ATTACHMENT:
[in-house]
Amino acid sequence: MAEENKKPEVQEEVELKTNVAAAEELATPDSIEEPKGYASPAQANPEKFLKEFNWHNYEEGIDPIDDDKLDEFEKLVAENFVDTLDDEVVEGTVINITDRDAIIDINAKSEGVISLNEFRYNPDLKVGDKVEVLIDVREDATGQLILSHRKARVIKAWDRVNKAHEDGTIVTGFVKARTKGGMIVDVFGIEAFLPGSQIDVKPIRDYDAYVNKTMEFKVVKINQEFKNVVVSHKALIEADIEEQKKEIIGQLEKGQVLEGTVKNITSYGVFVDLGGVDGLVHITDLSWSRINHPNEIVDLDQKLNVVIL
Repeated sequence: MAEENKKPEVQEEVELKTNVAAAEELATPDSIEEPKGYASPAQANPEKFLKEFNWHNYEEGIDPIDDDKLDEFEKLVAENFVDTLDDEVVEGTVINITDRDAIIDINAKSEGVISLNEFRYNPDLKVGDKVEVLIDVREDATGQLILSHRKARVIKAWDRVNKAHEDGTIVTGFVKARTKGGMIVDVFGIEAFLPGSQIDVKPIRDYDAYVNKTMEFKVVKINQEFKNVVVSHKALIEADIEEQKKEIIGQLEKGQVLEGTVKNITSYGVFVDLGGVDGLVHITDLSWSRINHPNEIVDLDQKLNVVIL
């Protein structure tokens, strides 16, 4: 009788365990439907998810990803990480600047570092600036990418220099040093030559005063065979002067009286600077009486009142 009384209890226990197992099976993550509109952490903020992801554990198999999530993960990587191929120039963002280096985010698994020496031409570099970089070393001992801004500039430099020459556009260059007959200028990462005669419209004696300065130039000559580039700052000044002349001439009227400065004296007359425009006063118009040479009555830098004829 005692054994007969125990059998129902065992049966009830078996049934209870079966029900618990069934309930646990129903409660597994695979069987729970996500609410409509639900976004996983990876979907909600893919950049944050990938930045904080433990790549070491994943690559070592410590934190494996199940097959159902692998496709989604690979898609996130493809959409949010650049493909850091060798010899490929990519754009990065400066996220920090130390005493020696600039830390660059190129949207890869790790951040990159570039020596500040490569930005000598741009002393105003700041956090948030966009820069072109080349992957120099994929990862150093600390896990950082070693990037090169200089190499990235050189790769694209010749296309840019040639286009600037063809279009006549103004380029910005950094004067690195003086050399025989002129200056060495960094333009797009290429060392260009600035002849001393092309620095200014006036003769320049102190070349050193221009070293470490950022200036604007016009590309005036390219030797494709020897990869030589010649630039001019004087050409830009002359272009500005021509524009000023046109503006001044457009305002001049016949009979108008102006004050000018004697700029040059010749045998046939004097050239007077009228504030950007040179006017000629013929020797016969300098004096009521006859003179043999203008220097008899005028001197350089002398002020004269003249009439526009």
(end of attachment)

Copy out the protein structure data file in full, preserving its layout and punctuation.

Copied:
[in-house]
Amino acid sequence: MAEENKKPEVQEEVELKTNVAAAEELATPDSIEEPKGYASPAQANPEKFLKEFNWHNYEEGIDPIDDDKLDEFEKLVAENFVDTLDDEVVEGTVINITDRDAIIDINAKSEGVISLNEFRYNPDLKVGDKVEVLIDVREDATGQLILSHRKARVIKAWDRVNKAHEDGTIVTGFVKARTKGGMIVDVFGIEAFLPGSQIDVKPIRDYDAYVNKTMEFKVVKINQEFKNVVVSHKALIEADIEEQKKEIIGQLEKGQVLEGTVKNITSYGVFVDLGGVDGLVHITDLSWSRINHPNEIVDLDQKLNVVIL
Repeated sequence: MAEENKKPEVQEEVELKTNVAAAEELATPDSIEEPKGYASPAQANPEKFLKEFNWHNYEEGIDPIDDDKLDEFEKLVAENFVDTLDDEVVEGTVINITDRDAIIDINAKSEGVISLNEFRYNPDLKVGDKVEVLIDVREDATGQLILSHRKARVIKAWDRVNKAHEDGTIVTGFVKARTKGGMIVDVFGIEAFLPGSQIDVKPIRDYDAYVNKTMEFKVVKINQEFKNVVVSHKALIEADIEEQKKEIIGQLEKGQVLEGTVKNITSYGVFVDLGGVDGLVHITDLSWSRINHPNEIVDLDQKLNVVIL
């Protein structure tokens, strides 16, 4: 009788365990439907998810990803990480600047570092600036990418220099040093030559005063065979002067009286600077009486009142 009384209890226990197992099976993550509109952490903020992801554990198999999530993960990587191929120039963002280096985010698994020496031409570099970089070393001992801004500039430099020459556009260059007959200028990462005669419209004696300065130039000559580039700052000044002349001439009227400065004296007359425009006063118009040479009555830098004829 005692054994007969125990059998129902065992049966009830078996049934209870079966029900618990069934309930646990129903409660597994695979069987729970996500609410409509639900976004996983990876979907909600893919950049944050990938930045904080433990790549070491994943690559070592410590934190494996199940097959159902692998496709989604690979898609996130493809959409949010650049493909850091060798010899490929990519754009990065400066996220920090130390005493020696600039830390660059190129949207890869790790951040990159570039020596500040490569930005000598741009002393105003700041956090948030966009820069072109080349992957120099994929990862150093600390896990950082070693990037090169200089190499990235050189790769694209010749296309840019040639286009600037063809279009006549103004380029910005950094004067690195003086050399025989002129200056060495960094333009797009290429060392260009600035002849001393092309620095200014006036003769320049102190070349050193221009070293470490950022200036604007016009590309005036390219030797494709020897990869030589010649630039001019004087050409830009002359272009500005021509524009000023046109503006001044457009305002001049016949009979108008102006004050000018004697700029040059010749045998046939004097050239007077009228504030950007040179006017000629013929020797016969300098004096009521006859003179043999203008220097008899005028001197350089002398002020004269003249009439526009």